Autism spectrum disorders (ASD) are defined by specific behavioral impairments in social interactions, verbal and non-verbal (gaze, face expression, gestures, prosody) communication, imaginative play, and by restricted and repetitive interests and behavior. Underlying these behaviors are deficits in social and non- social cognition and information processing. Interventions for autism have largely focused on the preschool years and behavioral methods. Few interventions are available for adults with ASD, and even fewer focus on the remediation of cognitive and social-emotional deficits in a way designed to improve complex adaptive behavior essential for success and achievement in adult life. As a consequence, many verbal adults with ASD experience substantial lifetime disability resulting in great personal and family suffering and great financial cost. In response to RFA-MH-09-021, """"""""Novel Interventions for Neurodevelopmental Disorders,"""""""" we propose the first step in adapting, piloting and preliminarily testing of the efficacy of Cognitive Enhancement Therapy (CET) for young transitional age high functioning adults with ASD to improve adaptive functioning and adult life achievement in this population. CET is a neurodevelopmentally-based, social-cognitive and neurocognitive rehabilitation program originally developed for schizophrenia that has demonstrated significant improvements in cognition and important functional outcomes. Many of the social, communication, and cognitive impairments experienced by persons with ASD (e.g., impaired theory of mind, deficient emotion perception, poor emotion regulation and expression, inflexibility, executive dysfunction) are also shared by individuals with schizophrenia. These impairments are directly targeted by CET, suggesting that CET may confer substantial benefits to verbal individuals with ASD who often do poorly as adults and for whom few interventions exist. This project will consist of two phases. In the first (R21) phase, adaptations to the CET treatment reflecting the uniqueness of autism will be made through the development of a supplement to the existing CET treatment manual. Clinical experts in autism and schizophrenia will collaborate to adapt CET, and then conduct an uncontrolled pilot study of these adaptations with 12 young adults with ASD to demonstrate feasibility, identify the need for additional adaptations, and provide an initial evaluation of the potential social-emotional and cognitive effects of the approach. In the second (R33) phase, a small-scale randomized trial with 55 young adults with ASD will be conducted to obtain initial efficacy data on a broad range of cognitive, functional, and neurobiological outcomes to support the feasibility of a larger and more definitive trial of CET for ASD. The proposed R21-R33 will result in the completion of the first rigorous clinical trial of a proven cognitive rehabilitation approach with verbal adults with ASD. If successful, this project will result in a major step forward in available interventions for adults with ASD, and have implications for both younger individuals with autism and other neurodevelopmental disorders that share similar cognitive, affective and social impairments.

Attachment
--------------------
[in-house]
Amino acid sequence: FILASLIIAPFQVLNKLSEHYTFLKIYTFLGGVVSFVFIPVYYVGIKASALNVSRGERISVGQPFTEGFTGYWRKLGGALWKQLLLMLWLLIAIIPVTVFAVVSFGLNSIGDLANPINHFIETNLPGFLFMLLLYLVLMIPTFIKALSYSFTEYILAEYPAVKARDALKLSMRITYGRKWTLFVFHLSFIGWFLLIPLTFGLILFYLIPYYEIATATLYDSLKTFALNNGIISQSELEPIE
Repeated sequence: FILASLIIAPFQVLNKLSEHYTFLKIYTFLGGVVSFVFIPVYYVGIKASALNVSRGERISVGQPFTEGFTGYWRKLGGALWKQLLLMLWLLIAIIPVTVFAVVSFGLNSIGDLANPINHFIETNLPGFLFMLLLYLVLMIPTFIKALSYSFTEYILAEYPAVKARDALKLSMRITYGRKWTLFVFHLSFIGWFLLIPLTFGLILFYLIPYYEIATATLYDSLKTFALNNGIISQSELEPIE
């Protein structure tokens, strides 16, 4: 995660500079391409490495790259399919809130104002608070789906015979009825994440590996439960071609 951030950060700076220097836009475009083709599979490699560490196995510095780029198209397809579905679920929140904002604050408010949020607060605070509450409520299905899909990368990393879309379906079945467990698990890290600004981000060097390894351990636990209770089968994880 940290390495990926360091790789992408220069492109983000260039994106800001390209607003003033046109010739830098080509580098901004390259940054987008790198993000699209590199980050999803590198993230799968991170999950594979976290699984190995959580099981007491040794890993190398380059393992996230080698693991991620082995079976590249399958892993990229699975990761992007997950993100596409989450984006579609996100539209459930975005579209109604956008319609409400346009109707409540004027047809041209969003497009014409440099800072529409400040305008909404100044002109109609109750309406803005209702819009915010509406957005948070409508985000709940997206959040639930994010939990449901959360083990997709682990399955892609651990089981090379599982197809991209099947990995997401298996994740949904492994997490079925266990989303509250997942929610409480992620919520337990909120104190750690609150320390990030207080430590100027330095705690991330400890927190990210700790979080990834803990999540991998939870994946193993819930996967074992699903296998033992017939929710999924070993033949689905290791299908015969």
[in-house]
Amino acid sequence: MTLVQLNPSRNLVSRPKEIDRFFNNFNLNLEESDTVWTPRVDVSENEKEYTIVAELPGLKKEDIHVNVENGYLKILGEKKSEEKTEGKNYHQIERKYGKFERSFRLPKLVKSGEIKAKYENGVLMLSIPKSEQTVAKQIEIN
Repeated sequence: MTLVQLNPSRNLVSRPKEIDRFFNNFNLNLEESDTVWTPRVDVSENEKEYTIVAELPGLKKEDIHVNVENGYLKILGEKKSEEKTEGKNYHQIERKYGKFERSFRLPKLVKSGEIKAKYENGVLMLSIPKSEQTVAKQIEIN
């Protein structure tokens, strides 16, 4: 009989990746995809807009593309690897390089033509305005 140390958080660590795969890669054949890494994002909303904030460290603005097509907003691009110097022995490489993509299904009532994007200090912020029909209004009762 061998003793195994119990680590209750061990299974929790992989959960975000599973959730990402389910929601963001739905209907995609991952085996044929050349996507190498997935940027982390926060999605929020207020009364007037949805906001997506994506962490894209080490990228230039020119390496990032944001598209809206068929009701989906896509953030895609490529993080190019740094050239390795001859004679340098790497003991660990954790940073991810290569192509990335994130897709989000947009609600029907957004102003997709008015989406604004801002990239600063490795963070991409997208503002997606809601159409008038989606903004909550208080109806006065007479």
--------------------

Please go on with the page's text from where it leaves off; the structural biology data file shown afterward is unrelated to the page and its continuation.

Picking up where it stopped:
This project proposes to bring an evidence-based cognitive and social-emotional rehabilitation approach (Cognitive Enhancement Therapy) to young verbal adults with autism spectrum disorders who often experience substantial lifelong disability despite apparent skills. At the core of these disorders are cognitive and social-emotional difficulties that significantly limit functioning, quality of life, and life achievement. Through the adaptation and testing of Cognitive Enhancement Therapy for individuals with autism spectrum disorders, this project aims to remediate these cognitive and social-emotional information processing limitations and thereby improve complex adaptive behavior, reducing the considerable burden of these disorders on individuals with autism, as well as their families and society.
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|Eack, Shaun M; Mazefsky, Carla A; Minshew, Nancy J (2015) Misinterpretation of facial expressions of emotion in verbal adults with autism spectrum disorder. Autism 19:308-15|
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